In theatre, of course, actors are incredibly skilled and creative, but they have to adapt in every job to the piece, the team, the demands of the role. Where actors will look to directors/producers for the creative vision, cabaret artists want to collaborate to get the best for their act and the show as a whole. There are a lot more ideas at the table, and when you cast a cabaret show, you know that you want exactly what that particular act brings, not their ability to be something else entirely. So, essentially, I think of it as much much more collaborative.


What would you say makes for a good cabaret director? 

The ability to herd cats! But cats you respect enormously, and know will deliver something sensational, no matter what. A degree of laissez-faire is useful, for one’s own sanity, but essentially, put together the right company, and the show makes itself. Then you just have to make sure it flows well, looks incredible and doesn’t overrun.


So do you think a director should be credited with for the success (or not) of a production? 

Ultimately, the producer is the boss. And sometimes, the performer is the producer, and then the dynamic is completely different from casting and creating a show with a team. I think it very much depends on the type of show, and that particular company’s dynamic, which, unfortunately, is almost impossible for audiences and critics to know about. So in that respect, I often think directors get undue praise and criticism – but I think you know that going into it, and it’s just another side of the role. All you can do is be the best navigator you can, as really I think that’s the essence of the job. As long as you can keep it as on track as possible, you’ve done your job.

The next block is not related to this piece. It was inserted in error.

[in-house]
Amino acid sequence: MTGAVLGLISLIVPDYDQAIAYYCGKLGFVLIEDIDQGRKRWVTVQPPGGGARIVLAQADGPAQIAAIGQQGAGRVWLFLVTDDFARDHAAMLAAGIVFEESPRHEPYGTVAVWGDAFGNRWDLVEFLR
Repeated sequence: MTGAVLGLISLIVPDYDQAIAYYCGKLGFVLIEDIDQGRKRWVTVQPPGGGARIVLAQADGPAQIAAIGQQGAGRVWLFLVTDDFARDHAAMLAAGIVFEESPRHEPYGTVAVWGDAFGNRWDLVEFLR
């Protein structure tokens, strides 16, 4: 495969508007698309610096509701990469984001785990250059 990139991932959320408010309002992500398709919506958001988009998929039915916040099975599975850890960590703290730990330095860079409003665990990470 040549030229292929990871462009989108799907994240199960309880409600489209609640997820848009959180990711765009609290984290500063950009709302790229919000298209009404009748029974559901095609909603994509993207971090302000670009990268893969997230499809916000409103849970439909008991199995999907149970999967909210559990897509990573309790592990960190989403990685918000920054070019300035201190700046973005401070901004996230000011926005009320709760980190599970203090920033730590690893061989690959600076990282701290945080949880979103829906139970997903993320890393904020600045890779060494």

As a director, what is your vision for Hotel Black Cat? 

(Black Cat Cabaret producer) David Harris and I have worked closely together on the vision for Hotel Black Cat, He brought the hotel concept to me, and showed me some amazing research materials that got me hooked straight away.

On the concept side,  it’s recalling the hedonism of New York’s Chelsea Hotel, but in our familiar Black Cat Parisienne setting, a place where artists live, work and play, but is at once endlessly creative, and dangerously destructive.

We also wanted to reflect a little of what is going on with artistic hubs at the moment – money booting us out in favour of profit-friendly business, so it’s slightly later in the 20th Century than the classic Black Cat shows of old, and with a flavour of a different breed of society closing in. But really, we wanted to return to what makes the Black Cat Cabaret such a unique, successful and long-standing company: the Parisian bohemian spirit, the crashing together of old world and new, and stunning period costume and detail. There are narrative threads, but rather than “telling a story” they are ways of exploring aspects of love, art and the shift from one era into one another.


Finally, is there any London show around now or in the near future that you would love to have a stab at directing?

In my wildest dreams, I’d love to do a large-budget musical! If the director of Aladdin were to, say, eat a dodgy burger at Balans, I just want it on record that I’d be happy to step into the breach…

Hotel Black Cat opens at London Wonderground on 17 June and continues on every Friday until 26 August. More information and tickets can be on the London Wonderground website.

Between The Sheets opens at London Wonderground on 9 June and continues on 30 June, 21 July, 4, 18 and 25 August and 8 September. More information and tickets can be on the London Wonderground website.

Frisky & Mannish’s Cabariot can be seen in the Udderbelly tent on 8 June and 6 July. More information and tickets can be on the Udderbelly website.